USG activities which incur expenses and generate revenues are now subjected to standard audit practices, given the reinstatement of the Commission on Audit this year.
After being brought to life this academic year, the Commission on Audit (COA) has started its audit of University Student Government finances, with five units set to be sanctioned immediately, according to the Office of the Ombudsman and the COA’s Vice Chair for Audit. As of press time, the offices concerned have already released statements clarifying their positions on their compliance with the audit requirements, particularly the Office of the Vice President for Internal Affairs and FAST 2012.
The units – the Office of the Vice President for Internal Affairs, BLAZE 2013, FAST 2011, 2012 and 2013 – have, according to the Commission on Audit, not responded to the Notices of Audit Disengagement sent to the respective treasurers in charge of the units’ finances. This non-compliance may eventually lead to the freezing of accounts or the impeachment of certain officers, based on the sanctions to be recommended by the Judiciary. As of press time, the notices of disengagement have been recognized by the units, but the COA is continuing to consolidate the reports with the actually documents submitted.
COA Vice Chair Jessamine Alvaro shares that the COA is having difficulty auditing financial statements given that the supporting documents submitted by units are lacking. “We can’t check all documents kasi kulang pa talaga siya [The documents are insufficient],” she attests.
When units that have not submitted their COA requirements fail to reply to the Letter of Demand within three days of its receipt, units will be immediately sent notices of audit disengagement, which if not replied to will be within one week will result in the COA’s issuing of a disclaimer of opinion and a corresponding recommendation for sanctioning by the Ombudsman.
In standard audit practice, a disclaimer of opinion is a statement by auditors that do not express an opinion on the financial position of, say, a public entity because said entity has not provided information broad enough in scope to enable auditors to form an opinion on their finances. The disclaimer of opinion, however, may permit the COA to provide recommendations to a sanctioning body such as the Judiciary for courses of action and further investigation.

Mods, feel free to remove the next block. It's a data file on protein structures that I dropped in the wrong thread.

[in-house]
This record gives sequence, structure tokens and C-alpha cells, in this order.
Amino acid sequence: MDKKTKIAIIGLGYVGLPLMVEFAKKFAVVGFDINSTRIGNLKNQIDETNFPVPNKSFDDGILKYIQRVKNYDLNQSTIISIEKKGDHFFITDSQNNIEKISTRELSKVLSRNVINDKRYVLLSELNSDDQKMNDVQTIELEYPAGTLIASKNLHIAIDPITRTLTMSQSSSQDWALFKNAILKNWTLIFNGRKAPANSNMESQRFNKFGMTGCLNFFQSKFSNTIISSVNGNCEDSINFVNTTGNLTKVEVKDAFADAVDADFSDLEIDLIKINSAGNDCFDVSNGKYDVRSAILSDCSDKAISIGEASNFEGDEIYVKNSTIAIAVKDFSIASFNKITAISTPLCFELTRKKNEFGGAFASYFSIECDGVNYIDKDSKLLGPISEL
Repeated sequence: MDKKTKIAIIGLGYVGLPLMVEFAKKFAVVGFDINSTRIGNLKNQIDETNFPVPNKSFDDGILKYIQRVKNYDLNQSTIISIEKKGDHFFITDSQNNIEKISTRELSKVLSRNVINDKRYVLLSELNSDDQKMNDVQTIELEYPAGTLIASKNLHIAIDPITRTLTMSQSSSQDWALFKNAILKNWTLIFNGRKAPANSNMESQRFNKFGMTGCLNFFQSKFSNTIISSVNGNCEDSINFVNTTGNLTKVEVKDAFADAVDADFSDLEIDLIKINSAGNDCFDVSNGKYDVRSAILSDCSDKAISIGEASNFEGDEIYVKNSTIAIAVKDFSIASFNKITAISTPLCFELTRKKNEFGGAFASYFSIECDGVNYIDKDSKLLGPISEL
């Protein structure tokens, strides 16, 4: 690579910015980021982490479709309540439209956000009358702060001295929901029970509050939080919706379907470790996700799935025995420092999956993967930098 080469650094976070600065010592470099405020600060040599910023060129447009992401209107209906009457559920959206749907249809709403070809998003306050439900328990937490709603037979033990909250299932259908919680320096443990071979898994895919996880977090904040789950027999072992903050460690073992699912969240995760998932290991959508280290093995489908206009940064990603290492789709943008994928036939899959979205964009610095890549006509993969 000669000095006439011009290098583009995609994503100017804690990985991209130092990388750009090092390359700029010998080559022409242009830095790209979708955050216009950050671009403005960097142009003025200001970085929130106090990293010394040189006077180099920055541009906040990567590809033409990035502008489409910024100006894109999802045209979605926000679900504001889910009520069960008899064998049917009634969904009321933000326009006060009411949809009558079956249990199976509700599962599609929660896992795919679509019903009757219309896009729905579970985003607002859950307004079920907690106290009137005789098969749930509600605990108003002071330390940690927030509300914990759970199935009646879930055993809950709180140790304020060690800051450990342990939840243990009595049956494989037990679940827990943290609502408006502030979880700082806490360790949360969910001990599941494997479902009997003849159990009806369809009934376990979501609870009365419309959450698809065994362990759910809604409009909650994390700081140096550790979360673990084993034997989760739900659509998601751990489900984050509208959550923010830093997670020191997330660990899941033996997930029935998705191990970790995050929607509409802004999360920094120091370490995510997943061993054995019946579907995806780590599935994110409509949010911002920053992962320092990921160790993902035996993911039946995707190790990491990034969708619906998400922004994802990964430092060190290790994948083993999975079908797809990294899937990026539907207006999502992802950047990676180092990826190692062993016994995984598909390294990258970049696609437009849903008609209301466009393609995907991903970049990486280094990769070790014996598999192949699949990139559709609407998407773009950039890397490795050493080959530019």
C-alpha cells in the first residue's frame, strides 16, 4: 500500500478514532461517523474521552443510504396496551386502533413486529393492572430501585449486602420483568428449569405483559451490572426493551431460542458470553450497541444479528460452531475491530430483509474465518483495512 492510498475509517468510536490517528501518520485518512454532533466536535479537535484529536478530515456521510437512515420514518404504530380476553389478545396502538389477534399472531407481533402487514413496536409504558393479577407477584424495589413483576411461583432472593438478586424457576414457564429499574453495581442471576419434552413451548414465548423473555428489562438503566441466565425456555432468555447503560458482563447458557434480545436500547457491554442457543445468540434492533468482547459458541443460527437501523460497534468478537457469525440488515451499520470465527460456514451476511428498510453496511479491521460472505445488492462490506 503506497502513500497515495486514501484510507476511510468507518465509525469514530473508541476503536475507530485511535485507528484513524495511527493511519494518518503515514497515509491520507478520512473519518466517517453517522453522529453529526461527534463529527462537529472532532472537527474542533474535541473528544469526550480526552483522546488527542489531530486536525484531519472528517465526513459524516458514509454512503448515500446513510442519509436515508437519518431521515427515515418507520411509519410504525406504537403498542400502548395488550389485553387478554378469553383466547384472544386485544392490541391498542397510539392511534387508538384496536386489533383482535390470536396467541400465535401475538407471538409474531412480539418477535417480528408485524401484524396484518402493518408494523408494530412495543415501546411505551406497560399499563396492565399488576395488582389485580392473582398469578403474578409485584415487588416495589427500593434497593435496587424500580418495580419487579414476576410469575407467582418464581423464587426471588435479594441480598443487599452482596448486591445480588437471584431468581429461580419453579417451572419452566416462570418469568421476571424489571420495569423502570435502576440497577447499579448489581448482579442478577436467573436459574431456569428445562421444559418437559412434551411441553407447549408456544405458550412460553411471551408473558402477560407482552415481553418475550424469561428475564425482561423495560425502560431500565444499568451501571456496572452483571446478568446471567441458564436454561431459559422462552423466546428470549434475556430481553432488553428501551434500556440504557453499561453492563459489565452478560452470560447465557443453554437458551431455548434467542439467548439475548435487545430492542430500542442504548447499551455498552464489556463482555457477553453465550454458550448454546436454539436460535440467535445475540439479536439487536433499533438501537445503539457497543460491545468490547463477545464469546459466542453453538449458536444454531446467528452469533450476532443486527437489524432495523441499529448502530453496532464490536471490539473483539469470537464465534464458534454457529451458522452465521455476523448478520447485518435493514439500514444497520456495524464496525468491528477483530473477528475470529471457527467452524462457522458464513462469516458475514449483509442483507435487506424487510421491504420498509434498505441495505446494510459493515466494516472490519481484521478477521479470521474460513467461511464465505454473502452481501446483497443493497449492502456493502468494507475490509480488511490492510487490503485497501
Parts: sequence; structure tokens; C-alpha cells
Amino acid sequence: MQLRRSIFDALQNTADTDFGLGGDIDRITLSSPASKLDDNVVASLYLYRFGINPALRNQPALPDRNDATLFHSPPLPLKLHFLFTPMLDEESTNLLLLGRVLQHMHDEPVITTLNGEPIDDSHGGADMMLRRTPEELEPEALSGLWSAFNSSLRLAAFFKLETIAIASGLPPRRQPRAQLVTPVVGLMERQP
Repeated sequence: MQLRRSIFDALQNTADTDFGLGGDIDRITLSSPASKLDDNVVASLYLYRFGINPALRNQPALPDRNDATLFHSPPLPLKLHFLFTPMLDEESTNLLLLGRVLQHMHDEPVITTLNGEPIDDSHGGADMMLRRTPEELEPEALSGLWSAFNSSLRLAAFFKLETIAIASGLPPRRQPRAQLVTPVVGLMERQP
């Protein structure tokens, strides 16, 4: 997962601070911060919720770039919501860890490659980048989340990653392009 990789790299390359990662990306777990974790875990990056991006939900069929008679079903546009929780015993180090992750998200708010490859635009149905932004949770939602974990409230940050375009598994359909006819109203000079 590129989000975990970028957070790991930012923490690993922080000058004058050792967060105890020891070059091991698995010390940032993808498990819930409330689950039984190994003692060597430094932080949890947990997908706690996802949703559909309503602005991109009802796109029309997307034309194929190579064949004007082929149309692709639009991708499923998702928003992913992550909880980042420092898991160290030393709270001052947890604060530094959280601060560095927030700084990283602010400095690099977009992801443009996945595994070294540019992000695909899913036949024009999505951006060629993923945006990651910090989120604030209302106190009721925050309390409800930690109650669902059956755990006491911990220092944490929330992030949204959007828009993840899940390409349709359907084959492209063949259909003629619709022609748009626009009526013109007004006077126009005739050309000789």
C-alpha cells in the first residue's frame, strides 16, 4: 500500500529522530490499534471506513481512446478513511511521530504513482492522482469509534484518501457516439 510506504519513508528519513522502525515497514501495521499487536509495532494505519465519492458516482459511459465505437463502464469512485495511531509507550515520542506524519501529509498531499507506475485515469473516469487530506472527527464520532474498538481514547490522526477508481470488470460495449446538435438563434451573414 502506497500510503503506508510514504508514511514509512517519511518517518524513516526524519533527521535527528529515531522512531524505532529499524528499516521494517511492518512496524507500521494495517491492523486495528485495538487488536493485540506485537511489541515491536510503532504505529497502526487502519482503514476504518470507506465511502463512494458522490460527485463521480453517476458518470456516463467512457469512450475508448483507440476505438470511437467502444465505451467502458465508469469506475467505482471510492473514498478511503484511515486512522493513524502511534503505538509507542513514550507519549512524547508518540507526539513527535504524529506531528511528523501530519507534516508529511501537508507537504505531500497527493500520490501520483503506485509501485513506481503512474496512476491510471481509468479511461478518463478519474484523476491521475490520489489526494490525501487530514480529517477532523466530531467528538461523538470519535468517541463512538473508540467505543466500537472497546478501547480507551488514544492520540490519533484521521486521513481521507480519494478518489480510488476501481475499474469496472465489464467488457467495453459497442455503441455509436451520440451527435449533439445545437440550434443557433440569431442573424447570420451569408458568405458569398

USG Ombudsman Hanz Darryl Tiu says, “The freezing of their accounts will take effect immediately; as for the [case proceedings], it is still in my discretion. I believe that no one is above [compliance] even if you may be a Vice President or even the President, if a case is needed I will file it.”
The documents required by the Commission on Audit include the basic and necessary financial record of unit treasurers, such as journals and ledgers and any equivalent computerized track records of funds received, expenses made and financial records of activities organized as available. The unit’s income statement is included as a requirement for the financial records.
The photocopies of financial transactions and supporting documents such as receipts, vouchers and reports as collected by the Office of the Treasurer should also be available from the executive board office – it should have already been submitted by the unit concerned. The statement of government unit’s responsibility, or the form acknowledging the COA’s mandate and the unit’s responsibility to accomplish the audit requirements, must also be delivered to the COA.
According to Alvaro, some unit treasurers have difficulty complying with the requirements because the appointed officers responsible could not be reached, or have an authority that is non-replaceable by anybody else in the unit; case in point, a batch treasurer’s signature cannot be superseded by a higher appointed or elected officer, even the batch president, even when the individual mentioned provides an explicit letter of authorization.
When asked about the treasurers, Alvaro adds, “Yung iba hindi talaga sila nagreply.” Alvaro also clarifies that when the COA recommends the freezing of accounts, disclaimer of opinion is not the sole option – there is also the adverse opinion, which is when accounts do not match, or are inconsistent with records and reported amounts.